But okay, you have an existing system you need to fix. Service Oriented Architecture is more than just a buzzword; it is the principle of separation of concerns. First thing to do is define what the system does. Does it do multiple things? You need to have a clear idea about what the system does, and to then begin to cleave them into separate systems with clearly defines scopes. Sometimes this means identifying relatively simple subsystems to separate. Break the system apart and introduce well defined contracts.

Refactoring code without getting a eagles eye view of the whole system and where to introduce the interfaces is dangerous. Often this process of architectural clarification can cause systems to experience complexity collapse as duplicate code is reduced and removed. Premature re-factoring at the class level may introduce little benefit. Better to pull off the small subsystems with a clear scope and purpose and ensure the code in these new subsystems do not include unnecessary external domain objects.

Again, without having the business behind you a project like this is doomed. You need to present a clear plan to the business and explain how it will improve quality and the ability to add new features, while reducing development costs. You need to explain that this is not a issue with the quality of software developers, but rather a systemic problem that can be corrected. And of course for this you need someone with the courage to tell this story in a compelling way.

Comment Snowden or someone else? (Score 5, Insightful) 486

The suggestion that Snowden, in revealing the illegal practises of the US Government is somehow responsible for ISIS carrying out the Paris attack is patently ludicrous.

But perhaps those making the accusations are trying to deflect their own responsibility? ISIS were established, at least originally, by Sunni Muslims from Iraq who had been alienated and excluded from the political process in Iraq. Without the Iraqi invasion ISIS would not exist. Didn't stop there either. In the attempt to supply the Syrian Free Army, which was in fact a number of groups including those who would become ISIS, with weapons and aid the Americans had not only given them fertile ground to harvest, but given them the tractors and machines to till the soil.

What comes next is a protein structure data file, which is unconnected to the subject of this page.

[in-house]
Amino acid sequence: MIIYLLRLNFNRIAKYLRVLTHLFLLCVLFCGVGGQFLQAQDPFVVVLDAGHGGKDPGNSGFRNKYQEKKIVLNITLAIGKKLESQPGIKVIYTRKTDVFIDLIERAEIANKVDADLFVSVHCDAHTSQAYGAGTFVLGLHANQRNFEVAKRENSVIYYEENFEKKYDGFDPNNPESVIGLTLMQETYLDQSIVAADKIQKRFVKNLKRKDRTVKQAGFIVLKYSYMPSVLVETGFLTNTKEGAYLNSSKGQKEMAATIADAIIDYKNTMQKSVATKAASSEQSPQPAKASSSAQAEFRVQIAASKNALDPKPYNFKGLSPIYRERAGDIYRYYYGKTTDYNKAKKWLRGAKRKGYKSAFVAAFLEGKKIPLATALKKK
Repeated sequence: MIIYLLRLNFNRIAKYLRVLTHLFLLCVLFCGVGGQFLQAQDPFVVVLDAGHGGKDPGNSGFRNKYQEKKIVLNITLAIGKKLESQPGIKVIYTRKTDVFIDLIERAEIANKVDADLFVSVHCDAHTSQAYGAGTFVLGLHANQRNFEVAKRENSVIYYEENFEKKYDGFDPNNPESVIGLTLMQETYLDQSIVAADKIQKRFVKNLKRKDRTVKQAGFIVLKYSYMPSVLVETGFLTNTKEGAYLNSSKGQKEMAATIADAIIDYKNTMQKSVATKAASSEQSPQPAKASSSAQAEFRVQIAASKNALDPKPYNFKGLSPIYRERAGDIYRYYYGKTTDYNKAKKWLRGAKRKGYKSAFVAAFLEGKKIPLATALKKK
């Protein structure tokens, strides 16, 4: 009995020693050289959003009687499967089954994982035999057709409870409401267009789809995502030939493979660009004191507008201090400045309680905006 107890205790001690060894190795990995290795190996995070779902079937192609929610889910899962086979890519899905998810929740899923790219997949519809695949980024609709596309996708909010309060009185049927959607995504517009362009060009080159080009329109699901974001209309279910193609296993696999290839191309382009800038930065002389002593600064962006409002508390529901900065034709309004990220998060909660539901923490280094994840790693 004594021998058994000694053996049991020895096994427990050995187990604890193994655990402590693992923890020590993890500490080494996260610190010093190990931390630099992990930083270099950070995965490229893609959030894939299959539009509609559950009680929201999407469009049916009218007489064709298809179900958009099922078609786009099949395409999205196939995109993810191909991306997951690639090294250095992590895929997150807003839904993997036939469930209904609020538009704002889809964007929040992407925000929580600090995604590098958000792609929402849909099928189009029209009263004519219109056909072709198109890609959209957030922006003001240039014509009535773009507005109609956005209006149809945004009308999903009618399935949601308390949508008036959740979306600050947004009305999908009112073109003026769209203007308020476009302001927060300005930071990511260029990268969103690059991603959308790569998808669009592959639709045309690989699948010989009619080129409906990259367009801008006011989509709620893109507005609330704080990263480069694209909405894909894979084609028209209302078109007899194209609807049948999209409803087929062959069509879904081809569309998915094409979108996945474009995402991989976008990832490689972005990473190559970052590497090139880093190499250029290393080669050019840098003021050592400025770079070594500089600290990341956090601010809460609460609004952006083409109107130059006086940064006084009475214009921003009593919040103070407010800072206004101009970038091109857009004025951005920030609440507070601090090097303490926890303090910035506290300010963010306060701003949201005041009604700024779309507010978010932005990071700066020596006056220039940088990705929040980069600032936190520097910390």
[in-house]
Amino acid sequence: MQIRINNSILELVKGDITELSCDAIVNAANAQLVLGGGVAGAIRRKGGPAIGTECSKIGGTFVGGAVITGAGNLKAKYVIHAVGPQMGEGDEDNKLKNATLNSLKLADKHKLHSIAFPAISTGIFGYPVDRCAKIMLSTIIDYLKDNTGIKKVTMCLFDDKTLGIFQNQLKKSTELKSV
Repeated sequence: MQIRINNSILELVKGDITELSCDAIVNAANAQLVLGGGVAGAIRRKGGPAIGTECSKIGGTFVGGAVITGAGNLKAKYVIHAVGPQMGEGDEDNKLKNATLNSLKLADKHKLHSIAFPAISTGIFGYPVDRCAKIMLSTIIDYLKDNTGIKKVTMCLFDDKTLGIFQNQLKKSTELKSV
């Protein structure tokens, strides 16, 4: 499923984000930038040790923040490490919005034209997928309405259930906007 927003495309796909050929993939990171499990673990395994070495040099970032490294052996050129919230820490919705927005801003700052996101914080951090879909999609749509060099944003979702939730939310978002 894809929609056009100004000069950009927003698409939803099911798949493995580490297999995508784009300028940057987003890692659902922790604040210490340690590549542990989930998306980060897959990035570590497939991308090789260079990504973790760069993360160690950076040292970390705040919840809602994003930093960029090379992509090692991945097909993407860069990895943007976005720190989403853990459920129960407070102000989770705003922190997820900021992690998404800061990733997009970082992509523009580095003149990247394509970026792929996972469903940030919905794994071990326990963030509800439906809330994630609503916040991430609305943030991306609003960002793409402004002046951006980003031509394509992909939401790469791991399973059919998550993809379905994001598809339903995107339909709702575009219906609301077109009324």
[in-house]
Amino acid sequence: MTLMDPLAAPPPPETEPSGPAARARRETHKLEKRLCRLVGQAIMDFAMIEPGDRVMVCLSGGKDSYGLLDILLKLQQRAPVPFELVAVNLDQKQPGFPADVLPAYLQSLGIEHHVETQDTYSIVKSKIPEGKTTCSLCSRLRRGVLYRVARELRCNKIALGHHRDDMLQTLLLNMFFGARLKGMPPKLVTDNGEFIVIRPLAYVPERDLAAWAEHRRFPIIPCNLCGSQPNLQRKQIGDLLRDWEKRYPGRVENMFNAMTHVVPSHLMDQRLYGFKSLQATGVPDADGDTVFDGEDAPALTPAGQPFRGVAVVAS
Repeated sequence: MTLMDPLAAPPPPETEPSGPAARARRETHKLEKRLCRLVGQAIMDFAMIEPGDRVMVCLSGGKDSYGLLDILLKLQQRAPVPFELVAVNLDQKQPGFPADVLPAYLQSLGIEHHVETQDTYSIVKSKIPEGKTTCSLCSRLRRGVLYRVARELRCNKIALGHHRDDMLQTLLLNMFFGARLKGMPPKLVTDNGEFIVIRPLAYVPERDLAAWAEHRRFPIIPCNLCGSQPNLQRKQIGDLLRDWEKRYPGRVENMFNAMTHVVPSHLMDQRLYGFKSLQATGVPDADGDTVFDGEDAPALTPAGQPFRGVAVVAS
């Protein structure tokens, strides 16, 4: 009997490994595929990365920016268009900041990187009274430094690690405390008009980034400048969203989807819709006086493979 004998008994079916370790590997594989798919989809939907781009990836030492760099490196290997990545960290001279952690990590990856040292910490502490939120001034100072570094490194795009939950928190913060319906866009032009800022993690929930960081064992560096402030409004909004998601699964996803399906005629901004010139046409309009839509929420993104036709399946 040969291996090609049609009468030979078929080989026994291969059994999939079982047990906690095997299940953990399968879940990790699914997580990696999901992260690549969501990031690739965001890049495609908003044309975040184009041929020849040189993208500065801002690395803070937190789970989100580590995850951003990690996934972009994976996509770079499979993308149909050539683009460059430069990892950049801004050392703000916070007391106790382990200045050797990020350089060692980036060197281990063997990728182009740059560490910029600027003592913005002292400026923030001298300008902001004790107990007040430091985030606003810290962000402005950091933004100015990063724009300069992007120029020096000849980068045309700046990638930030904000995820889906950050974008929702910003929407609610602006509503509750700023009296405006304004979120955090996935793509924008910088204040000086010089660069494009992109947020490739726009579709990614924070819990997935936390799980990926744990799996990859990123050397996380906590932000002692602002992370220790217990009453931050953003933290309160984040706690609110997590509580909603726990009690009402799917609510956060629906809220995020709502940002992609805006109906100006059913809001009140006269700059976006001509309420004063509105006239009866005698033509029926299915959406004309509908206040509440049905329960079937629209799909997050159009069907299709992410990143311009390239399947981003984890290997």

And now the Americans complain that Putin is fighting the enemy of Assad; which is ISIS. ISIS for their part took the opportunity to take poorly defended US military equipment in Northern Iraq. Those fighting ISIS in Northern Iraq, the Kurds, have been given little support, and continue to be attacked by US ally Turkey. So how, given the facts on the ground, can the US in all seriousness try to condemn others for assisting ISIS, when without the US they would not exist?

I am not saying the US has made ISIS do what they have. The reprehensible attacks across the world are the behaviours of morally vapid thugs who are totally responsible for their actions. Make no mistake that I have no sympathy for them. But the US cannot wash its hands of the part it has played, once again, in enabling this kind of tyrannical villainy.

Comment Re:More and more abstraction (Score 2) 289

The word 'proper' is a trigger word for me . So lets talk about requirements gathering; what is 'proper' requirements gathering? How much detail do you need to get for it to be good enough?

Requirements are like measuring the perimeter of a country; the shorter your ruler the longer it is, the more curls and crannies you find. And so it is with requirements; the more detail you get into the more you find. But there is a point at which the requirements become the application. There is a point where the process of examination of the problem to find what is needed explores the design, where screens are designed, data structures determined, reports specified.

With agile you realise that development is a process of navigating a virtual space of possible applications. Your strategy is to use evolutionary processes to navigate towards the solution needed based on the fitness function of meeting the users real need. If you go to a user with a blank sheet of paper how can they know what they will need in detail? They don't really know. The process of finding out what they need is design.